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Monday, May 2, 2016

Hearing Protection


“Final check for ears and eyes!” The firearms instructor shouts those directions as she verifies that all of the officers on the shooting range have their hearing and eye protection in place. A nod from the safety officer confirms that everyone has their Personal Protective Equipment (PPE) on. Only after that confirmation does the instructor move on to the day’s firearms training or qualification. That ritual is so routine that most officers do not even think about it—it’s automatic.

But what about the safety check for PPE before an officer shoots an injured animal such as a deer that has been hit by car? Often those same officers forget or don’t think about using their safety equipment when they are not at the range. Why? Are they in a hurry, or do they not have the equipment with them in the squad car?

The League of Minnesota Cities Insurance Trust (LMCIT) officer injury statistics don’t tell us why, but they do tell us that many officers report hearing injures on these calls when hearing protection was not used. In addition to the officer shooting, it is sometimes an officer standing nearby that reports being injured.

The solution:

  • Make sure every officer has quick access to hearing and eye protection. Whether it is part of the squad car’s standard equipment or individually issued to the officer, this safety equipment has uses beyond the firearms range.

  • Follow the same procedures and use the exact same words used at the shooting range when shooting an animal. “Final check for ears and eyes” should be loudly announced so all officers can get their safety equipment on and prepare for the shot.

  • Designate an officer to be the safety officer to verify everyone has their PPE in place and to watch over the entire scene. It is very easy to be focusing on the animal with no one watching the big picture, including the perimeter or traffic.

Repeating the same words used at the range and having access to the proper PPE can reduce these unnecessary injuries. Eye and hearing protection is not limited only to one location.

Up Next: A Fire Truck with a History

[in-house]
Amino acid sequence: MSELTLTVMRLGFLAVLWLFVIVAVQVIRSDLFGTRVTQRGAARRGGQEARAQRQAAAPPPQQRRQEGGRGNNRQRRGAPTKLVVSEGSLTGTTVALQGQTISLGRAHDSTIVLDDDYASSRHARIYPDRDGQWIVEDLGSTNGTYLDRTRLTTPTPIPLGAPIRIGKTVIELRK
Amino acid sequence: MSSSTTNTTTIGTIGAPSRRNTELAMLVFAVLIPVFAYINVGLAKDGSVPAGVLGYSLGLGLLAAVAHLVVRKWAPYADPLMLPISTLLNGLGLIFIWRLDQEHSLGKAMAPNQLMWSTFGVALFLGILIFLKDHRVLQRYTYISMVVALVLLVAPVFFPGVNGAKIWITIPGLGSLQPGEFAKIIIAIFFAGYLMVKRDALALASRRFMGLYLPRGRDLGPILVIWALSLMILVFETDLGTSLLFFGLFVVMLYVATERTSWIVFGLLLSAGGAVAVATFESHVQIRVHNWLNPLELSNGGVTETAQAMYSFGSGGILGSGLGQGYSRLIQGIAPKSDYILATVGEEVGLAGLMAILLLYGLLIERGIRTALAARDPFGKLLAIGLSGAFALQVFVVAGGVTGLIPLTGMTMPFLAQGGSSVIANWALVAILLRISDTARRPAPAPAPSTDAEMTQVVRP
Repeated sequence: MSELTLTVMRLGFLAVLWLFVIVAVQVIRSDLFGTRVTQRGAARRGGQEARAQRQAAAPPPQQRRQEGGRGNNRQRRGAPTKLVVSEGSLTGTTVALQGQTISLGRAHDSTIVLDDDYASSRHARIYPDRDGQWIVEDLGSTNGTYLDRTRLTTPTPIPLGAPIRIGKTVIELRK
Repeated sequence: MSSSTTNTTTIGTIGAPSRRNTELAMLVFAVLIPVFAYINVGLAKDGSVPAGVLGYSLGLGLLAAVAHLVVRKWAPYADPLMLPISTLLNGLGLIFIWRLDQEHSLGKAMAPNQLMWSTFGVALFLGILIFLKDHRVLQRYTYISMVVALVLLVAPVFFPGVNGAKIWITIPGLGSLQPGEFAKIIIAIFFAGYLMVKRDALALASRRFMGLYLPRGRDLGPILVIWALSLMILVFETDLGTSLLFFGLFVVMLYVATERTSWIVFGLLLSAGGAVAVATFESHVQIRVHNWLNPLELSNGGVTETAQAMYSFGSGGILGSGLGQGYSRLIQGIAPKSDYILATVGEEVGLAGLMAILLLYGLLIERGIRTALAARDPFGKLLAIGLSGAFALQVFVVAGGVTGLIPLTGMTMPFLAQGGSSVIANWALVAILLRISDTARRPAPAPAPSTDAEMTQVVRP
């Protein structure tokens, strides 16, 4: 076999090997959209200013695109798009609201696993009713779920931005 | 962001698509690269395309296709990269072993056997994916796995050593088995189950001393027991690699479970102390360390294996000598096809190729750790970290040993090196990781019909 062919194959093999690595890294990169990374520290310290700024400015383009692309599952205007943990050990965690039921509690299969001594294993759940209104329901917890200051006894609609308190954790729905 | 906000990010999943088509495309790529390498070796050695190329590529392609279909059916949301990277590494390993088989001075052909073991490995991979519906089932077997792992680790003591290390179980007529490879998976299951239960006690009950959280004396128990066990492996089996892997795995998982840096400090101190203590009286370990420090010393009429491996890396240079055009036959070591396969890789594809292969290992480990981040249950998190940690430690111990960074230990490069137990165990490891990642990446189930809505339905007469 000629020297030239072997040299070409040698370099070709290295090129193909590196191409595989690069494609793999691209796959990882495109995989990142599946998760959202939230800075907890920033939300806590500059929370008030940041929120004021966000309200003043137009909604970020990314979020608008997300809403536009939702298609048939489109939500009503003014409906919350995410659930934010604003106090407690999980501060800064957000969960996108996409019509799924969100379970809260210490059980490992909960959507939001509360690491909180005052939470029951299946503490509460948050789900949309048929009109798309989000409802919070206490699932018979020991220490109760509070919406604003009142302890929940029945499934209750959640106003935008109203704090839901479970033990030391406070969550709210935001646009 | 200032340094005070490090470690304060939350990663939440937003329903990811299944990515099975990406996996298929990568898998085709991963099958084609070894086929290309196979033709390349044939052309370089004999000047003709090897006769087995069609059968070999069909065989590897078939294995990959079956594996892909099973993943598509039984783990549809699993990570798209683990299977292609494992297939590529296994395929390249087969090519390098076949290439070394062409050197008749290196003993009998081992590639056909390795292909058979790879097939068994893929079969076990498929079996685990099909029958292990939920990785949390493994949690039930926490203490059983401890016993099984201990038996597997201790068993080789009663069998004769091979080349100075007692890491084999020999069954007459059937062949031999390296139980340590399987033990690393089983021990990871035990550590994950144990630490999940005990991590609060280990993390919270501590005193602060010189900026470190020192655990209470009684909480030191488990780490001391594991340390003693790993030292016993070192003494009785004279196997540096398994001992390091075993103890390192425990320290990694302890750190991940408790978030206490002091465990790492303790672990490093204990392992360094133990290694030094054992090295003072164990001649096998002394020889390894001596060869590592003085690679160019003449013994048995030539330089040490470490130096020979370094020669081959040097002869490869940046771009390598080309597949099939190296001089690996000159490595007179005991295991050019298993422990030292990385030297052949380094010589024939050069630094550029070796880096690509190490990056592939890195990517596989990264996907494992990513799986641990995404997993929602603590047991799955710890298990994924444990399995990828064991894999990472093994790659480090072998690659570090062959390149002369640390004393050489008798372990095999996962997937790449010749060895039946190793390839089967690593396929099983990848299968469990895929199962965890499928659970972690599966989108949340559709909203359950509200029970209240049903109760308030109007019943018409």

In the meantime, stay safe and be careful.

Rob

Monday, April 18, 2016

Medical Cannabis and Minnesota Police Officers

The Office of Medical Cannabis is a division
of the Minnesota Department of Public Health.
The Minnesota Medical Cannabis Act creates some issues for cities as employers—including police departments. The law contains some broad and important legal protections for employees who are approved by the state to use medical cannabis. Medical cannabis may be used to treat a variety of health conditions under certain controlled conditions, including Crohn’s disease, epilepsy, intractable pain, and more.

While state law allows the use of medical cannabis, police officers are still regulated by a few special provisions under federal law. Public safety employees who carry a firearm cannot lawfully use medical cannabis under federal law. In addition, federal law prohibits cities from providing firearms or ammunition to employees it knows or has reason to know are using cannabis.

This new area of the law can be difficult for police department managers to navigate. LMCIT has put together a memo entitled “City Employment Issues and Medical Cannabis in Minnesota” that covers all employees broadly—and police employees specifically. The memo can be found at this link:

http://www.lmc.org/media/document/1/medicalcannabisinminnesota.pdf?inline=true

It is important for employers to note that Minnesota’s medical cannabis law is unique from other state laws in the depth and breadth of its protections. As a result, non-Minnesota specific guidance on the issue can be misleading.

Up Next: Hearing Protection and Injured Animals

In the meantime, stay safe and be careful.

Rob

Monday, April 4, 2016

Off-Duty Rescue

Pictured L to R: Officer Metcalf, Chief Stark, and
Ambulance Director John Fox
The headline in the Winona Daily News tells part of the story: “Wabasha police officer helps save life at basketball game.” Police officers save lives with some frequency, but it is exemplary when they do it while they are off duty.

On the afternoon of Friday, February 19, Wabasha Police Officer Dan Metcalf was getting ready to referee a game at the Wabasha Kellogg High School. He is the school liaison officer, and he also referees basketball games. As the game was about to begin, Dan heard fans in the stands calling his name and trying to get his attention. Wabasha Police Chief Joe Stark said, “It’s a small town, and everyone knows him.”

Metcalf went up into the stands and found a 64-year-old woman had collapsed and did not have a pulse. Metcalf and some of the people in the crowd carried the woman down to the gym floor. Metcalf requested that someone call 911 and get an AED (automated external defribillator).

Metcalf began CPR until one of the students arrived with the AED. He applied the AED and delivered one shock. It had no apparent effect. He continued CPR, and about a minute later the moment you always hope for happened. The woman gasped. She was regaining consciousness, and her heart had started working.

Metcalf stayed with her until the ambulance arrived. The woman was taken to the local hospital and then flown by helicopter to St. Mary’s in Rochester. She is doing well and has returned to work.

Dan received a lifesaving award from the city and from the ambulance service. The woman he saved attended the ceremony, and Ambulance Director John Fox used the moment to stress the importance of starting CPR immediately upon determining that a person is in cardiac arrest—as well as the quick application of an AED.

And yes, after the ambulance left, Metcalf went back to the gym and refereed the game.

Up Next: Medical Cannabis and The Workplace

In the meantime, stay safe and be careful.

Rob